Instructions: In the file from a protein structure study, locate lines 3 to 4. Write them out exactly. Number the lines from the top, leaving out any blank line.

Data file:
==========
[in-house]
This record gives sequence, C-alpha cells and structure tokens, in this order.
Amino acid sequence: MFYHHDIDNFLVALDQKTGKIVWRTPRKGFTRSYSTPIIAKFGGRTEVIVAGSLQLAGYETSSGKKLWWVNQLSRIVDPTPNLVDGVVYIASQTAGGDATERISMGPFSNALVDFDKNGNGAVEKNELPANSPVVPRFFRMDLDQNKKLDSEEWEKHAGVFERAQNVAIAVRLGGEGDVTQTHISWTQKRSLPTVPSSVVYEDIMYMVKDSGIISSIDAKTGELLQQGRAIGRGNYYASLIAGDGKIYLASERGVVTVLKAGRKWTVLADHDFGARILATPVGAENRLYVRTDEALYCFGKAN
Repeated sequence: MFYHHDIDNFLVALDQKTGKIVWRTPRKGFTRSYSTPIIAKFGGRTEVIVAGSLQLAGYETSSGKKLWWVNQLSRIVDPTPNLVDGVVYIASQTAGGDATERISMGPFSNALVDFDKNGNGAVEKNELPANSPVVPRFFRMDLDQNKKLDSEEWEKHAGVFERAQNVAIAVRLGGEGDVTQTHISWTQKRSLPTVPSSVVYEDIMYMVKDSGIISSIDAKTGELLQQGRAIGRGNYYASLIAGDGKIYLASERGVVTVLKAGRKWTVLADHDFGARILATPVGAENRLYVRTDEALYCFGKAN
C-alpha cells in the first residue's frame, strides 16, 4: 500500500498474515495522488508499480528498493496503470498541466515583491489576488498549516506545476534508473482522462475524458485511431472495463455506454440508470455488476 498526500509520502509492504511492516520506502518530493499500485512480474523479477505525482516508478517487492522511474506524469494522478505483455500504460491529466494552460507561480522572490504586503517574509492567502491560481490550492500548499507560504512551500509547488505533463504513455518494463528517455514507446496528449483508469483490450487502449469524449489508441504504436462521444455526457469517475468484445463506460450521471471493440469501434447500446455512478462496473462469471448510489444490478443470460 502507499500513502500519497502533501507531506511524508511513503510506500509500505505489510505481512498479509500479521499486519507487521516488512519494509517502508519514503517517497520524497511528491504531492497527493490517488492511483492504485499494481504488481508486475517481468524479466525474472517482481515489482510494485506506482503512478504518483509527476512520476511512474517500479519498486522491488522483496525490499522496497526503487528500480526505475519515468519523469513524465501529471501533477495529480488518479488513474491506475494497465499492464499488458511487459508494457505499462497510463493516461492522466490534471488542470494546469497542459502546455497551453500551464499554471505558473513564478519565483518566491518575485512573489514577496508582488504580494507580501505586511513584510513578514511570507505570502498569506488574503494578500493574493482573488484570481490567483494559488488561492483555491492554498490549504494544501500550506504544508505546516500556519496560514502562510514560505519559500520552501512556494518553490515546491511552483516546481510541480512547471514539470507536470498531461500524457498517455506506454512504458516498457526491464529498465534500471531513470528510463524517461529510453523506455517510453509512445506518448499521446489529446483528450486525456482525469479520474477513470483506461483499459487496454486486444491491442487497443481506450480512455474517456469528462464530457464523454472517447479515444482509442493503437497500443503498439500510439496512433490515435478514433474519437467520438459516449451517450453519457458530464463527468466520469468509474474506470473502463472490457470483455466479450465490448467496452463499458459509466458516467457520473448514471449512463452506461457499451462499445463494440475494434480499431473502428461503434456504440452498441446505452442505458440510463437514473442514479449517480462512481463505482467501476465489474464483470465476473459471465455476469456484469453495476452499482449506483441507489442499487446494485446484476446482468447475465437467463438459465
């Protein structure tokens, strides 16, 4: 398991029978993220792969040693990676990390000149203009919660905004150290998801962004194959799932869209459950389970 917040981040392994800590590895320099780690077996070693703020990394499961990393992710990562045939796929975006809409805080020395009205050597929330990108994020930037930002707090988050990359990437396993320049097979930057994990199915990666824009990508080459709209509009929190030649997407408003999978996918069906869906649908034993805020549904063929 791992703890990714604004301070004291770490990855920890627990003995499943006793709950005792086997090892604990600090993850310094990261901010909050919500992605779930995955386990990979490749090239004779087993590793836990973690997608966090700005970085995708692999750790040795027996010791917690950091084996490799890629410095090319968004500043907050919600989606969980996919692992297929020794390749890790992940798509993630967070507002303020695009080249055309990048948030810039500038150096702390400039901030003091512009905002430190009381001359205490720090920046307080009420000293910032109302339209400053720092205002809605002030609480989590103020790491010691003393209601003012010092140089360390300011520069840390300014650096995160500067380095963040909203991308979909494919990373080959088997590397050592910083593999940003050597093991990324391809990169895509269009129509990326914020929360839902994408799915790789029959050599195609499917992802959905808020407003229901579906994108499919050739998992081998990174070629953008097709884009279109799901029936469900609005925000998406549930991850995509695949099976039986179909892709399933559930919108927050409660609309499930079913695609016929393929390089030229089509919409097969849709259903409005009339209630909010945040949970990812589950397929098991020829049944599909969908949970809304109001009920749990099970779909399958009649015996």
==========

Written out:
Amino acid sequence: MFYHHDIDNFLVALDQKTGKIVWRTPRKGFTRSYSTPIIAKFGGRTEVIVAGSLQLAGYETSSGKKLWWVNQLSRIVDPTPNLVDGVVYIASQTAGGDATERISMGPFSNALVDFDKNGNGAVEKNELPANSPVVPRFFRMDLDQNKKLDSEEWEKHAGVFERAQNVAIAVRLGGEGDVTQTHISWTQKRSLPTVPSSVVYEDIMYMVKDSGIISSIDAKTGELLQQGRAIGRGNYYASLIAGDGKIYLASERGVVTVLKAGRKWTVLADHDFGARILATPVGAENRLYVRTDEALYCFGKAN
Repeated sequence: MFYHHDIDNFLVALDQKTGKIVWRTPRKGFTRSYSTPIIAKFGGRTEVIVAGSLQLAGYETSSGKKLWWVNQLSRIVDPTPNLVDGVVYIASQTAGGDATERISMGPFSNALVDFDKNGNGAVEKNELPANSPVVPRFFRMDLDQNKKLDSEEWEKHAGVFERAQNVAIAVRLGGEGDVTQTHISWTQKRSLPTVPSSVVYEDIMYMVKDSGIISSIDAKTGELLQQGRAIGRGNYYASLIAGDGKIYLASERGVVTVLKAGRKWTVLADHDFGARILATPVGAENRLYVRTDEALYCFGKAN